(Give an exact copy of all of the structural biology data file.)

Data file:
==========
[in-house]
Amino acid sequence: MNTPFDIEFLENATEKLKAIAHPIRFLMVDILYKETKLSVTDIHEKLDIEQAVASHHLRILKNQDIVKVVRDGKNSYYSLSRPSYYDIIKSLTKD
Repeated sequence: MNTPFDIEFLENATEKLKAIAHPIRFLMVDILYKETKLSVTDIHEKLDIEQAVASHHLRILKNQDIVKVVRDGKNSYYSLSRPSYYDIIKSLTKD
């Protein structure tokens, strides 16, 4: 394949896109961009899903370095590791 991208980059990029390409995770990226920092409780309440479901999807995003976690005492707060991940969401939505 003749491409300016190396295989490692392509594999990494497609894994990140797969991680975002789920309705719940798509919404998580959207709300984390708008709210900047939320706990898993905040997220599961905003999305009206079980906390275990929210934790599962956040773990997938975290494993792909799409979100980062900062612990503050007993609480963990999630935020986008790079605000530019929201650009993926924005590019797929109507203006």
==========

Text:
[in-house]
Amino acid sequence: MNTPFDIEFLENATEKLKAIAHPIRFLMVDILYKETKLSVTDIHEKLDIEQAVASHHLRILKNQDIVKVVRDGKNSYYSLSRPSYYDIIKSLTKD
Repeated sequence: MNTPFDIEFLENATEKLKAIAHPIRFLMVDILYKETKLSVTDIHEKLDIEQAVASHHLRILKNQDIVKVVRDGKNSYYSLSRPSYYDIIKSLTKD
């Protein structure tokens, strides 16, 4: 394949896109961009899903370095590791 991208980059990029390409995770990226920092409780309440479901999807995003976690005492707060991940969401939505 003749491409300016190396295989490692392509594999990494497609894994990140797969991680975002789920309705719940798509919404998580959207709300984390708008709210900047939320706990898993905040997220599961905003999305009206079980906390275990929210934790599962956040773990997938975290494993792909799409979100980062900062612990503050007993609480963990999630935020986008790079605000530019929201650009993926924005590019797929109507203006």